Any boat owner or ship captain knows there are many navigation rules and keeping them straight can be a challenge. Used by the US Coast Guard, US Coast Guard Auxiliary and US Power Squadron, the Davis Instruments Navigation Rules card is a handy way to look up what you need quickly.
This Navigation Rules Quick Reference Card includes the US Buoyage System, Inland and International Rules, Right-of-Way, Lights, Sound Signals, and Bridge Signals. The card also includes zones of approach, distress signals, how to recognize lights of different ships and passage signals at night, and what to do if you are in doubt of a rule under certain circumstances.
The information on the card is presented in a way that is legible and concise. Colors and shading help separate the different sections of information, making it easy to find. The Navigation Rules Card is full color on both sides, and it is three-hole punched for a binder or bulkhead mounting. It’s also weatherproof and made from durable plastic, allowing it to withstand anything that comes your way. The Navigation Rules Quick Reference Card measures 8 1/2 x 11-inches (22 x 28 cm).
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A proven navigation tools used by the US Coast Guard, US Coast Guard Auxiliary and US Power Squadron. Navigation Rules feature US. Buoyage System, inland and international rules, right-of-way, lights, sound signals and bridge signals.
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What Are the Navigation Rules?
The navigation rules are designed to help avoid a collision at sea. The information contained on the Navigation Rules Card is that which is considered critical to safe passage for all vessels. There are 72 rules in all that were developed by the Intergovernmental Maritime Consultative Organization (IMCO), which was later renamed to the International Maritime Organization (IMO).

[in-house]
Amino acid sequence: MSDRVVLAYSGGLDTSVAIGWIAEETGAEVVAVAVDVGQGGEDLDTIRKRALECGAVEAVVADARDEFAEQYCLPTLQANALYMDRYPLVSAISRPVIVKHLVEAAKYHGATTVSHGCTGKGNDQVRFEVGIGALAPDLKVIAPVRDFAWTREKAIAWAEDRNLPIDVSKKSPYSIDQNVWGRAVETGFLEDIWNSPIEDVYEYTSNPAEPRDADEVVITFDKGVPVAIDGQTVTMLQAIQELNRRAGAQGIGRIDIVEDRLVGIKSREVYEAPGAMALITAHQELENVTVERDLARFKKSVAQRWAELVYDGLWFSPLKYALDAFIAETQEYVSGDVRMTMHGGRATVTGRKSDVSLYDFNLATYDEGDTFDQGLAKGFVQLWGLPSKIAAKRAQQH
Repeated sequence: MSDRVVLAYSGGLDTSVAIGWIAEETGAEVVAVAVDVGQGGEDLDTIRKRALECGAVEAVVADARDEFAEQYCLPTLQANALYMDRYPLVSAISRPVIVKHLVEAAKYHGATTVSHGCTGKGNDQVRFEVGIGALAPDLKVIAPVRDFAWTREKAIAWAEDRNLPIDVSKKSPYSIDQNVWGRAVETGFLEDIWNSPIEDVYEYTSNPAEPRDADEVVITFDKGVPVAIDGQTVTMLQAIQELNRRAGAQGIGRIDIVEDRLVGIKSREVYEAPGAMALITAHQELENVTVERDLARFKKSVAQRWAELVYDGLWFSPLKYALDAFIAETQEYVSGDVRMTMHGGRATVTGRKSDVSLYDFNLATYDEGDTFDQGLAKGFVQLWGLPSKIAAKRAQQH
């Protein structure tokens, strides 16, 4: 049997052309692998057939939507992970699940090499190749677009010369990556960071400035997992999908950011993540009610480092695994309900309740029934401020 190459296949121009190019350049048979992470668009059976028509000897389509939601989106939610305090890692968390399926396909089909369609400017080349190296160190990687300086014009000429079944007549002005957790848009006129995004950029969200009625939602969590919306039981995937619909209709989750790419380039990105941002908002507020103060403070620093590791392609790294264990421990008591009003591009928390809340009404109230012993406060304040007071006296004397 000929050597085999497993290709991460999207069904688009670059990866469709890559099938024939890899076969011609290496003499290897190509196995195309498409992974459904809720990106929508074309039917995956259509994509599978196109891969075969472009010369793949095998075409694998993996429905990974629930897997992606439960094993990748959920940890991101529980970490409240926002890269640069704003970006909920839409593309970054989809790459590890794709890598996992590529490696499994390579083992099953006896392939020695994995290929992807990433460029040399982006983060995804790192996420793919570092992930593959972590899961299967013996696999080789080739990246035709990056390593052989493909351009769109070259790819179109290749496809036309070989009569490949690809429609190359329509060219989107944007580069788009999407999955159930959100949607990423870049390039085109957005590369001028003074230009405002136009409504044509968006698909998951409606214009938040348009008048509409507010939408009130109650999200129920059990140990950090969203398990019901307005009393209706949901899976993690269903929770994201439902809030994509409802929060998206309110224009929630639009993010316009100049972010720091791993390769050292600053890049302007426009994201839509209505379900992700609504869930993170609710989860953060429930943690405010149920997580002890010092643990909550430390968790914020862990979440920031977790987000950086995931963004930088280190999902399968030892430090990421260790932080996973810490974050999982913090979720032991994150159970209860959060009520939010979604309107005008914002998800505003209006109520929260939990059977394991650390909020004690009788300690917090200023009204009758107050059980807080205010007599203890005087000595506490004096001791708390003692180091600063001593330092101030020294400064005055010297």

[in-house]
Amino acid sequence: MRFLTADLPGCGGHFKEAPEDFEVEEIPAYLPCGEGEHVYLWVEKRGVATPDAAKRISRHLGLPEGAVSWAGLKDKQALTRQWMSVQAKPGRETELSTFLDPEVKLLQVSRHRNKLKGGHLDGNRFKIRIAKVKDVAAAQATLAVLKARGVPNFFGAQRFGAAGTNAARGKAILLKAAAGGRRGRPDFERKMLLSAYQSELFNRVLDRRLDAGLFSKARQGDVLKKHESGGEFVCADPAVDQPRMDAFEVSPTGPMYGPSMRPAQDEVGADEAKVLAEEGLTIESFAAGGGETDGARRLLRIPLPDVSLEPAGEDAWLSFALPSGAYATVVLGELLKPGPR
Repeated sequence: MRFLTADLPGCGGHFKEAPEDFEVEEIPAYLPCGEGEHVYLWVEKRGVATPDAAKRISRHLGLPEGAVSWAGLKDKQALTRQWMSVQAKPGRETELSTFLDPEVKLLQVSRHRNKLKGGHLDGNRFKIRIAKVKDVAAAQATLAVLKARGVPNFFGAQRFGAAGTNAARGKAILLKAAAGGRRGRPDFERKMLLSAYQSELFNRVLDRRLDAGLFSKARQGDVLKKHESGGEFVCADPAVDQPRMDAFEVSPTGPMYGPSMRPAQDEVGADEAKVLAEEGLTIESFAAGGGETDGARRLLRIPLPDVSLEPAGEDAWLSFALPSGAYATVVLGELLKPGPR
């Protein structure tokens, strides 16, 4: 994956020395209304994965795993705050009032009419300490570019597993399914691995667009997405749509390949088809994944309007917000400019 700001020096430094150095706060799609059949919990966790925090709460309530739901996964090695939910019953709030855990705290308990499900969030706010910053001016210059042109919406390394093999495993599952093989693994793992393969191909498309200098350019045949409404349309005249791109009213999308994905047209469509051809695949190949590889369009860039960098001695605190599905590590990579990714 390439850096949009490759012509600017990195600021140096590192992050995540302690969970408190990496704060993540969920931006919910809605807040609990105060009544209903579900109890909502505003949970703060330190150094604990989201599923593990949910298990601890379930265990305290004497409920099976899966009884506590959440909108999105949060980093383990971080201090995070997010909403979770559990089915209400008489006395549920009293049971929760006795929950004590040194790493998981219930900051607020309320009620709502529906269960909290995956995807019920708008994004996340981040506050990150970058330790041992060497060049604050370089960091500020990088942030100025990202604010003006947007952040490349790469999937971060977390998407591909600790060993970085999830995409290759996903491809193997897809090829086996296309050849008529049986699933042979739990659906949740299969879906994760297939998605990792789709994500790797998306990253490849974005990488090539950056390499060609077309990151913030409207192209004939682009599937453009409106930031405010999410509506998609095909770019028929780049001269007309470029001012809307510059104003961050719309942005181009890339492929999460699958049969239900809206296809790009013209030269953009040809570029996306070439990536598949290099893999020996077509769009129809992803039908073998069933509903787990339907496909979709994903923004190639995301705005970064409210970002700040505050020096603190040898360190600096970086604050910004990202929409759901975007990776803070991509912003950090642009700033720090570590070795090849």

The rules of navigation are similar to the rules of the road when driving a car. They are meant to provide consistency so everyone can work to help avoid a collision. There are many nuances to the rules that must be understood before operating a craft. The most important rule is known as “Rule 7,” which addresses what to do when the risk of collision is present. Determining whether a risk of collision exists is key: the prevailing weather and circumstances can be used to determine if a risk is present. If in doubt, it is always suggested that you act as if the risk is present. Knowing these rules is the first step to the safe operation of your vessel.
What is the Most Important Navigation Rule?
Three rules are considered the most important to help prevent collisions. The first is that at a bare minimum, you should have a proper lookout. The second is that you should always operate your vessel at a safe speed. The third is that you should always give right-of-way when in doubt.
It is always suggested that you follow these rules, but if a collision is imminent, it is acceptable to break them if it means avoiding an accident. Safety and protecting human lives should always come first. You should also use a compass to check the bearing of any neighboring vessel. This means checking them frequently because they can change bearings, and you must be continually vigilant. You should also be able to recognize when you are the stand-on or give-way vessel. It is always the duty of the give-way vessel to avoid a collision.